"What are you willing to give up, even if you love it, to live the life you keep saying you want?"
Up until the very seconds before hearing this question, my life had been a hurried attempt to keep everything--the pressing list of responsibilities given to and taken up by me and the insatiable list of dreams I had passionately crafted--afloat. Teacher, coach, adviser, PR person and the multitude of other hats I wore were taking a toll on me. Individually, I loved each job. Together, it was chaos. The effort I expelled daily to keep it all from crashing disastrously to the floor was exhausting; even more, not one item on either list was thriving, and I was a mishap away from drowning.
There was only one way I could think of to suppress the growing sense of distress filling up each day: run away. So run I did. I applied for a grant to attend a writing conference put on by my mentor and hero Elizabeth Gilbert in Napa, California, and somehow my plea won over those in charge. I left to find some peace, but I came home with so much more.
On Friday, I was teaching classes at my local high school in small town Indiana, and on Saturday, I was sitting in an audience of 300 when Elizabeth Gilbert challenged us with the quote that now is the basis of all my major decisions. "What are you willing to give up, even if you love it, to live the life you keep saying you want?" The breath was knocked out of me and tears fell from my eyes. I was sitting in a room full of writers and was listening to the one I consider the greatest of my generation. I ached to be a part of that coveted group; that was the life I wanted. I spent any time I could muster up in Barnes and Noble writing away about anything that so much as sparked an interest to me. It was one of my dreams, but I could not give it the time nor attention it deserved because I was running around in circles making sure that all my responsibilities were still afloat, but now every excuse I had made as to why I needed to do everything was instantly thrown out the window.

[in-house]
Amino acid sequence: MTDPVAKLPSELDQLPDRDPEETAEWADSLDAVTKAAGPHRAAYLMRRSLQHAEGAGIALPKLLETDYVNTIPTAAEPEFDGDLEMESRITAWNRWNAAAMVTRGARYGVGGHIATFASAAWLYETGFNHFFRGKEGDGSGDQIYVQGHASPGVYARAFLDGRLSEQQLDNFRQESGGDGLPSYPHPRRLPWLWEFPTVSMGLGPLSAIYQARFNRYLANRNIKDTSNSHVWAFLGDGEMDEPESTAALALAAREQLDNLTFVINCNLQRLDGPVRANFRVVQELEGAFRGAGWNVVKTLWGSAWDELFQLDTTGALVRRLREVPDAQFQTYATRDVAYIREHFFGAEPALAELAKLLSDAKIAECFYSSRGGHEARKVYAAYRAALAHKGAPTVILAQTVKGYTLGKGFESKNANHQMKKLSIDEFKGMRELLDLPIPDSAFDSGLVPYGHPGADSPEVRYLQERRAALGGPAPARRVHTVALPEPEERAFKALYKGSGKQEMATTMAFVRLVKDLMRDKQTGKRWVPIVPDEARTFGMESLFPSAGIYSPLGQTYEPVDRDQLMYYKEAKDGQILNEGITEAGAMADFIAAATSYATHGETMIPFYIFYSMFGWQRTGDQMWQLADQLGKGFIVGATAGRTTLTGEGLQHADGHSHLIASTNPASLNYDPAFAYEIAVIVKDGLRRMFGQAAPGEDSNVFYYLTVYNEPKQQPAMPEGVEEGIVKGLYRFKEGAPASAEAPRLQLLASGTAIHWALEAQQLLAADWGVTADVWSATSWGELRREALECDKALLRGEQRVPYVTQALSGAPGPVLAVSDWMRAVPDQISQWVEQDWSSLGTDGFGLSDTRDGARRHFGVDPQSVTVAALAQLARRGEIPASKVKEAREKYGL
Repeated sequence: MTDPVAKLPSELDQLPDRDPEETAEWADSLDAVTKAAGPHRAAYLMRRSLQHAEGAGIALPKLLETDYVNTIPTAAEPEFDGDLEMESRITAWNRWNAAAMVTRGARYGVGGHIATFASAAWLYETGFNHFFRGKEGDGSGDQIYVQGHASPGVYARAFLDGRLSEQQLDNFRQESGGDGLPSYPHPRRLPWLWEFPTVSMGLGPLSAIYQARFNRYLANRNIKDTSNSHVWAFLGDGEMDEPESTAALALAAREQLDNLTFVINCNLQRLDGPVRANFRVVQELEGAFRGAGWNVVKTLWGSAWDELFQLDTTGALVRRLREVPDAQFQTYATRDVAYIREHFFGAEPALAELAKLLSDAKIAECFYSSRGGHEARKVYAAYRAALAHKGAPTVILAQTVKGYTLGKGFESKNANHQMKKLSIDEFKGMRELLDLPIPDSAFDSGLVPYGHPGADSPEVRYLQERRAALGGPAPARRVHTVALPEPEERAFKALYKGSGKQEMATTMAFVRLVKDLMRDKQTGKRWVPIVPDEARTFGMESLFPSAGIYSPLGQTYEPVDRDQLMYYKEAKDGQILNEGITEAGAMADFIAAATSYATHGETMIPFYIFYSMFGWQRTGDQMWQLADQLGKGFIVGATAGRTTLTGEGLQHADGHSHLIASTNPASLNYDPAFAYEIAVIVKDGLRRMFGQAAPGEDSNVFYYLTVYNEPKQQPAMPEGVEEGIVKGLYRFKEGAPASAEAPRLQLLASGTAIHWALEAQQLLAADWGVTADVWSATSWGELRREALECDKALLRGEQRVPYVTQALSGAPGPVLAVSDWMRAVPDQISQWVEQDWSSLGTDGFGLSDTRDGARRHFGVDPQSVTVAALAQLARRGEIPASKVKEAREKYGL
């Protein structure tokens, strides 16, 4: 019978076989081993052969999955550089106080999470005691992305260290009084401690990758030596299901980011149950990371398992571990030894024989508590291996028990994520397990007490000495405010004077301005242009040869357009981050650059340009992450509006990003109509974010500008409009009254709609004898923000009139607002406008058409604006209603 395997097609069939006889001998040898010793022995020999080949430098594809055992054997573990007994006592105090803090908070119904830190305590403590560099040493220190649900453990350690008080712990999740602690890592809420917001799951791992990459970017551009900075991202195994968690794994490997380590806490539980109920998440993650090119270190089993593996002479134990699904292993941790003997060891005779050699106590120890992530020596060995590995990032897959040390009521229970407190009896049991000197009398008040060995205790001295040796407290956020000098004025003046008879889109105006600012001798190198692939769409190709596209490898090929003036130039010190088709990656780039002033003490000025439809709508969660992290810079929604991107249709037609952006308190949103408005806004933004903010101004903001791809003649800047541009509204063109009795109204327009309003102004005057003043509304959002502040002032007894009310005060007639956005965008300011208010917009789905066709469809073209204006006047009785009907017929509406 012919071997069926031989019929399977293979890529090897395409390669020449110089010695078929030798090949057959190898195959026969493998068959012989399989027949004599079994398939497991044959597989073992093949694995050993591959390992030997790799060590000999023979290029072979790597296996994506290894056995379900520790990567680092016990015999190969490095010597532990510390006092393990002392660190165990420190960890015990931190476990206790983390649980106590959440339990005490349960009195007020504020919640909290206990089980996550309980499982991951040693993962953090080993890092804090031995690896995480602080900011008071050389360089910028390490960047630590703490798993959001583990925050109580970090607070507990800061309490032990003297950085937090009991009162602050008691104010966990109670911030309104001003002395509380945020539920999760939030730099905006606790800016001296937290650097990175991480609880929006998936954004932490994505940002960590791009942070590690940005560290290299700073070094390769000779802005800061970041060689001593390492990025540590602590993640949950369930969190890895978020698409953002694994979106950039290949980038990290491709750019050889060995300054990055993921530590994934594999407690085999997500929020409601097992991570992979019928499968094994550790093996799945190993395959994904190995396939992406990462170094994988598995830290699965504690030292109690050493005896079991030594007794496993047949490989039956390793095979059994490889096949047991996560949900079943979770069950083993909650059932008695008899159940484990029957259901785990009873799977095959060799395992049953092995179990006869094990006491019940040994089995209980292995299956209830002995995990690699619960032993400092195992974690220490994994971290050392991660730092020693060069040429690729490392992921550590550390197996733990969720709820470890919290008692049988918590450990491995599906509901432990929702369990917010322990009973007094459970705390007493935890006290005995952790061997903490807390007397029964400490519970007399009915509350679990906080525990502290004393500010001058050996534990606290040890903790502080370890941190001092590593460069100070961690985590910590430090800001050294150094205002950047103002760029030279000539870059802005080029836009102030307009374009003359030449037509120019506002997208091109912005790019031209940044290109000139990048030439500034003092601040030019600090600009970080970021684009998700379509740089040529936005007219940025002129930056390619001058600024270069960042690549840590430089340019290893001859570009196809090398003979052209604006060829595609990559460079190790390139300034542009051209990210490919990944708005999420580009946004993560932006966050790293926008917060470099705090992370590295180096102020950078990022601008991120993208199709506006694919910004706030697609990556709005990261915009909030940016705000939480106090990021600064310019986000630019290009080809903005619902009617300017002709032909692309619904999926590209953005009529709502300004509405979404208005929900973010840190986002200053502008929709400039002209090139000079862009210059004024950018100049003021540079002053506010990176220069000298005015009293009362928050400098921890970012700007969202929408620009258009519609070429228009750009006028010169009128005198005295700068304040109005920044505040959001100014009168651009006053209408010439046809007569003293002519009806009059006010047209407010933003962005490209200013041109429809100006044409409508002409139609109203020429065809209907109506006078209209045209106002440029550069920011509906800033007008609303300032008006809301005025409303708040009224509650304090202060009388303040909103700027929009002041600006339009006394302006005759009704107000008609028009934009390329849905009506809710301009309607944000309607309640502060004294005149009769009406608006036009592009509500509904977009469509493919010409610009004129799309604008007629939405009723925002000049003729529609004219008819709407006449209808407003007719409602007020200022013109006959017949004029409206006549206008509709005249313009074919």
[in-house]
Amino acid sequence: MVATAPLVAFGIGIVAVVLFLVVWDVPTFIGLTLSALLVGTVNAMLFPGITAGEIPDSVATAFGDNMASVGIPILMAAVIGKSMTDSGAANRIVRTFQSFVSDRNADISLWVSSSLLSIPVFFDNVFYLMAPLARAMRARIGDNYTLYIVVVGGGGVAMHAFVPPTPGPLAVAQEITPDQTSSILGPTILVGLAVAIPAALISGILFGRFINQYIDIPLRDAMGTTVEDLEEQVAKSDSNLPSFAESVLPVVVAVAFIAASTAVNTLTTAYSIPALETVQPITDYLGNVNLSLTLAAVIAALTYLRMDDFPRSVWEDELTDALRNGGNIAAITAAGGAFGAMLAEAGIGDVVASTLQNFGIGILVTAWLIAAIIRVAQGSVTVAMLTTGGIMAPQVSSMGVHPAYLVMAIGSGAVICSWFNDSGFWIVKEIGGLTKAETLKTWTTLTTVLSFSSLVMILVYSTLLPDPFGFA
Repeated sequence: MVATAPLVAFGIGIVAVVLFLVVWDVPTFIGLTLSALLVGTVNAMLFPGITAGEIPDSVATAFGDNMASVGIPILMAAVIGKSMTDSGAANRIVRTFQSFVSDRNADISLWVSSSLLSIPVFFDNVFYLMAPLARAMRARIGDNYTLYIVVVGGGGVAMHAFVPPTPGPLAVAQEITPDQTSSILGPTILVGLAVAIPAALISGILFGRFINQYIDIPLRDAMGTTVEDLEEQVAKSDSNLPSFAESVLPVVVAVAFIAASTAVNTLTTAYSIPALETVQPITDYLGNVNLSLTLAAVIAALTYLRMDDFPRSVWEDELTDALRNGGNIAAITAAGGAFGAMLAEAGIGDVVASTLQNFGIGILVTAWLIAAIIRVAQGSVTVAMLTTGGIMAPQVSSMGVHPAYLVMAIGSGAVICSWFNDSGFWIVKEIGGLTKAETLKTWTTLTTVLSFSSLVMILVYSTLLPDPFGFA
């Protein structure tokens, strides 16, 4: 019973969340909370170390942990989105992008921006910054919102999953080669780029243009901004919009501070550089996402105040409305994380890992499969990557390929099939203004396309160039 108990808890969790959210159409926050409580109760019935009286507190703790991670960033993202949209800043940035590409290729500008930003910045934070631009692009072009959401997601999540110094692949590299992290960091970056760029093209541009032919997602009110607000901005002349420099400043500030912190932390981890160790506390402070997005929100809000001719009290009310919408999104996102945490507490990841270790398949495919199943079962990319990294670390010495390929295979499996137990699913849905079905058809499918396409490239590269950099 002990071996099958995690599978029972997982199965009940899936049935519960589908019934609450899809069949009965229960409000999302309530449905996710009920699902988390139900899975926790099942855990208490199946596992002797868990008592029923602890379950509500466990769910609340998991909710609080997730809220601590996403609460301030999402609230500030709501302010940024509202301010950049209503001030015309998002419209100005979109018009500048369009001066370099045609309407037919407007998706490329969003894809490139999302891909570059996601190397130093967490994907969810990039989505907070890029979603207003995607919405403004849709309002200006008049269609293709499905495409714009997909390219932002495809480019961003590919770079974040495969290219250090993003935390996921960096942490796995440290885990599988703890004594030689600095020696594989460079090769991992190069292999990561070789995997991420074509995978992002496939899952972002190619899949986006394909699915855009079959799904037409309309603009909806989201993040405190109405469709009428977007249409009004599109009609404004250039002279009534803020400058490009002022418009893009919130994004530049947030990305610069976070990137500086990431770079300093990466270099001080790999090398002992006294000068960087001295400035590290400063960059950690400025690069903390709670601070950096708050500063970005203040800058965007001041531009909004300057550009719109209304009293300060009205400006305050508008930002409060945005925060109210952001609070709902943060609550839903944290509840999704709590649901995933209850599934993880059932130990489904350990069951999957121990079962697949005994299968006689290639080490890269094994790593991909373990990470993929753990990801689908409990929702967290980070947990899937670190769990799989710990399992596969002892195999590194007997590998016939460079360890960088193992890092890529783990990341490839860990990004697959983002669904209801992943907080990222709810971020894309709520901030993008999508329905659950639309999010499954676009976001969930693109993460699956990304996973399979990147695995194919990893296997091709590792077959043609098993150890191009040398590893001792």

The truth is that I had kept my dreams safely guarded by all of my responsibilities. It was much easier to say I had too much to do rather than to rid myself of obligations and chase after my goals with the likelihood of being met apathetically by failure. It's a tale too often told, but it was one that had demolished my courage and spirit. For years, I paraded around claiming I wanted this incredible life, but I rigged it so that I could always chicken out by having "no time." The jig was up, and I found myself in California completely drained and desperate to let go of the game I played to stay safe and small.
One sentence knocked down the deceivingly empty life I had built and left me looking around, nothing guarding or holding me back. Up until that moment, I don't think I was ready to hear that message. I needed to be face down on the floor before I could hear what I needed to hear. I also truly believe that I needed to hear it from Liz Gilbert, someone whose words and passion for life and writing show me that I'm not alone. It felt like someone pressed stop on the autopilot I turned on every morning when I woke up, and now I finally had control of where and what I would be doing with my precious gift of time. Life was finally beating in my heart again.
The entire workshop was something straight out of a movie, but when the door swung open to my Indiana apartment a mere 12 hours later, there was nothing in my mind but that question. I plucked my signed copy of Gilbert's latest book out of my bag as I fired up my computer. Exhausted but full of sparkle, I typed out a letter of resignation, cutting the tie to something I passionately loved but had to give up if I wanted chose courage and fight for my goals. I would no longer be Coach Parker, a title I had held from the moment I started teaching and enjoyed immensely. However difficult walking away from this responsibility was going to be, it would forever pale in comparison to living a life with my dreams on the shelf inscribed with "Someday, maybe."
What was I willing to give up, even if I loved it, to live the life I kept saying I wanted? Finally, I knew, without question, what my answer was: everything.